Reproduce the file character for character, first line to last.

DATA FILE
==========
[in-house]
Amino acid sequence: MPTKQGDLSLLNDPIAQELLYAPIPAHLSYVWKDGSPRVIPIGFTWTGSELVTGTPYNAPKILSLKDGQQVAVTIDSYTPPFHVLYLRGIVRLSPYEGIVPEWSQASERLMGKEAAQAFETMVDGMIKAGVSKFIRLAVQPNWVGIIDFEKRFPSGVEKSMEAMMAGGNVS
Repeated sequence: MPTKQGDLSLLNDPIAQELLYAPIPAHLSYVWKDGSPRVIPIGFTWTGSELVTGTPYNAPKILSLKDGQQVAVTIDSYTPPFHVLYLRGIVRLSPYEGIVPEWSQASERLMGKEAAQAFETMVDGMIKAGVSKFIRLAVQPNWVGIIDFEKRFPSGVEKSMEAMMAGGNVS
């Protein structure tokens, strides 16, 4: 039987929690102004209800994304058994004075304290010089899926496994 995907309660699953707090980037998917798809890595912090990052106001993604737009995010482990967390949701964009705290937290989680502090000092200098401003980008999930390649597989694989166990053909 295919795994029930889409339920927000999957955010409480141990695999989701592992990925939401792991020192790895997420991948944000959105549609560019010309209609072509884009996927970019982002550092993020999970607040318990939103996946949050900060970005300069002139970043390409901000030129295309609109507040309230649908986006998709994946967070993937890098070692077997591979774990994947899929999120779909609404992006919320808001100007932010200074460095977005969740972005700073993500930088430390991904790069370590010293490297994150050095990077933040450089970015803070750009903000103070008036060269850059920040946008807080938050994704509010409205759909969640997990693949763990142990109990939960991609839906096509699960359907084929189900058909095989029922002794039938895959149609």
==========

[in-house]
Amino acid sequence: MPTKQGDLSLLNDPIAQELLYAPIPAHLSYVWKDGSPRVIPIGFTWTGSELVTGTPYNAPKILSLKDGQQVAVTIDSYTPPFHVLYLRGIVRLSPYEGIVPEWSQASERLMGKEAAQAFETMVDGMIKAGVSKFIRLAVQPNWVGIIDFEKRFPSGVEKSMEAMMAGGNVS
Repeated sequence: MPTKQGDLSLLNDPIAQELLYAPIPAHLSYVWKDGSPRVIPIGFTWTGSELVTGTPYNAPKILSLKDGQQVAVTIDSYTPPFHVLYLRGIVRLSPYEGIVPEWSQASERLMGKEAAQAFETMVDGMIKAGVSKFIRLAVQPNWVGIIDFEKRFPSGVEKSMEAMMAGGNVS
């Protein structure tokens, strides 16, 4: 039987929690102004209800994304058994004075304290010089899926496994 995907309660699953707090980037998917798809890595912090990052106001993604737009995010482990967390949701964009705290937290989680502090000092200098401003980008999930390649597989694989166990053909 295919795994029930889409339920927000999957955010409480141990695999989701592992990925939401792991020192790895997420991948944000959105549609560019010309209609072509884009996927970019982002550092993020999970607040318990939103996946949050900060970005300069002139970043390409901000030129295309609109507040309230649908986006998709994946967070993937890098070692077997591979774990994947899929999120779909609404992006919320808001100007932010200074460095977005969740972005700073993500930088430390991904790069370590010293490297994150050095990077933040450089970015803070750009903000103070008036060269850059920040946008807080938050994704509010409205759909969640997990693949763990142990109990939960991609839906096509699960359907084929189900058909095989029922002794039938895959149609």